Welcome! Login | Register
 

Davis Advertising Debuts Blog about Marketing to Millennials—Davis Advertising will take an in-depth look at…

BBB Warns Consumers of Online Retailer, shopZoey.com—Better Business Bureau is warning consumers about shopZoey.com,…

Smart Benefits: Are Double-Digit Premium Increases a Thing of the Past?—A new study on employer health benefits from…

College Admissions: Which New England Grads Make 6 Figures?—As more attention from the federal government focuses…

Vanna to Play at Worcester’s Palladium—Boston’s melodic hardcore group, Vanna, has announced they…

Defensive Dominance Gives Patriots Blowout Win in Minnesota—The New England Patriots traveled to Minnesota looking…

Revs Stay Red-Hot, Win Fifth Straight—It was a cool, rainy night at Gillette…

Best Apple Orchards of Southern New England—Mid-September is the best time of year for…

Urban Gardener: Hot Peppers And Picante—Urban gardeners are thrifty sorts who pack as…

Culinary Underground School to Host Food Tour in Liguria, Italy—The Culinary Underground of Southborough, MA, will host…

 
 

Good Is Good: Divorced Dads Make Better Fathers

Thursday, January 10, 2013

 

Tom Matlack is the former CFO of the Providence Journal and is the founder of The Good Men Project, a non-profit charitable corporation based in Rhode Island and dedicated to helping organizations that provide educational, social, financial, and legal support to men and boys at risk.

Divorce stinks. Don’t get me wrong. The excruciating pain of leaving your kid on Mom’s doorstep, of missing holidays and first steps, of having to schedule visitation are nothing to sign up for unless there is no other choice. My divorce involved the kind of pain that makes you think walking in front of a train would be a piece of cake if not for your responsibilities. But buried deep within that pain is a silver lining—a motivation, an aspiration, a hands-on learning—that “normal” dads don’t get.

My son was six months old and my daughter was two when I moved into a furnished rental with shag rugs, the permanent smell of Chinese food and a commanding view, through cracked Plexiglas, of Route 95 in Providence, Rhode Island. My time with Kerry and Seamus was limited to trips to McDonalds and a walk across the highway to Federal Hill for pizza a couple times a week. But even that was progress. I had an absent dad up until that point, working non-stop. And when I wasn’t working, I was drinking and getting into trouble. I was 31 going on about 14.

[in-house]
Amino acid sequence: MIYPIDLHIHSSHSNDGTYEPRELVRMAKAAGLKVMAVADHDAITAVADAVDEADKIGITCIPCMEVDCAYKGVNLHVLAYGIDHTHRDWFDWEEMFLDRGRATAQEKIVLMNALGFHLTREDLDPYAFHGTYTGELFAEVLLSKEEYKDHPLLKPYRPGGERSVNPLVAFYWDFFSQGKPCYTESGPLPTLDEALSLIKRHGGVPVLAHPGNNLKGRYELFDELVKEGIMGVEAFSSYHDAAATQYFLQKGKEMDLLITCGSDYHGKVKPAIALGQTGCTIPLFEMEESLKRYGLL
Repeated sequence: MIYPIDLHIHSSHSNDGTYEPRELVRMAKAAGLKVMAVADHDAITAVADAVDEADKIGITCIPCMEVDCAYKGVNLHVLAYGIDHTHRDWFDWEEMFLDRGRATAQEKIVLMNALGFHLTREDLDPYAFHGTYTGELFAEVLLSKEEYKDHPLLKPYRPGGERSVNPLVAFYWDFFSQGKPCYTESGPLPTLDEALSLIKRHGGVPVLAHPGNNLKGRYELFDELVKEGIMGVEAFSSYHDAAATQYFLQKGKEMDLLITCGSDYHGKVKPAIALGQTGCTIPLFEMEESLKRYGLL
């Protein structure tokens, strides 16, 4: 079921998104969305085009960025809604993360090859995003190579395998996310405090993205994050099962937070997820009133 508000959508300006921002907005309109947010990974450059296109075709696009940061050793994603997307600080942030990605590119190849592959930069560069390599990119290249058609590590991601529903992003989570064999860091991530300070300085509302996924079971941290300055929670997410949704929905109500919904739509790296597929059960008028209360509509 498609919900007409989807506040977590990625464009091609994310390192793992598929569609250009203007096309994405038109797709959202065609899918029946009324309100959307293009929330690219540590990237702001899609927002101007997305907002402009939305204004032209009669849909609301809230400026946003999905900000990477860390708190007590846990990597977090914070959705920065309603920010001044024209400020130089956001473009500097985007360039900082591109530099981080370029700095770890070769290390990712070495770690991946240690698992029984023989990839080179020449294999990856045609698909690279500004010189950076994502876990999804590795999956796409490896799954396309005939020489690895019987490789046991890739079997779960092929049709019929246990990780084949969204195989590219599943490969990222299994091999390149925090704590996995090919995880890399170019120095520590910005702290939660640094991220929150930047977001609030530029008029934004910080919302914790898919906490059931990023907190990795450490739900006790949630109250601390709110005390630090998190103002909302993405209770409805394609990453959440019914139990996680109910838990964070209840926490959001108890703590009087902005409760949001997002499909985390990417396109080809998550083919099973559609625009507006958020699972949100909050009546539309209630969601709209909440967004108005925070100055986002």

Six months into our divorce, the kids’ mom moved back to Boston and I followed to be near my kids. I found a cocoon of an apartment, set way up high on the interior of a block away from noise and people, to transform myself. On the seventh floor, I looked through a bay window at the brown stones below and the gold dome of the state house in the distance and tried to figure out what I had done to deserve so much suffering. In the morning I’d meditate while the sun shined in my face. At night I’d watch the orange sunset reflect off the Hancock tower.

It was in that apartment, on the corner of Massachusetts and Commonwealth Avenues, that I learned how to be a dad. Or I unlearned how not to be a dad. I believe that we all instinctively know how to love our kids as fathers. But we just have to forget everything we have been told and allow intuition to take over.

The first time my kids spent the night with me was a pivotal moment in my life. I had bought bunk beds and a matching toy chest for them. But Seamus was still too small to sleep outside his crib so I set up a Pack ‘N Play in my room. That night I rocked my boy to sleep feeding him a bottle. The smell of him stuck in my nostrils. His soft skin soothed my soul as he made his little gulps. Slowly his body went limp. I looked down and realized that everything I had ever wanted was right there in my arms.

For two years I didn’t have a job. I went from corporate titan to sitting on the floor with Cole on my lap surrounded by moms and toddlers singing silly songs. The SAHD (“Stay-At-Home-Dad”) had yet to become commonplace so the moms on the playground initially looped at me with some skepticism. But when they saw how passionately I chased my kids around the play structures, they grudgingly accepted me as just another diaper-changing parent.

I pushed a big double stroller all over town. On some rainy days we’d go to the top of the prudential tower just to have something to do, even though we couldn’t see a darn thing. The kids would run laps and jump off the bright colored furniture while I keep clear of the windows where my severe fear of heights would have kicked in. Gradually I learned to be a dad, and a damn good one at that.

For six years I was on my own with two little kids for long stretches of time: wrestling, crying, laughing, cooking, cleaning, travelling to visit family, puking (a lot), and cuddling them into bed only to come back later and look in wonder at the angels who had transformed me.

Kerry is now a freshman in college and Seamus a junior in high school. I’ve been remarried for ten years and have a 7 year-old, Cole, to fill out our brood. Divorce was the worst thing that ever happened to me. But it was also the best thing for me as a father.

For more of Tom's works, as well as other pieces on related topics, go to The Good Men Project Magazine online, here.

 

Related Articles

 

Enjoy this post? Share it with others.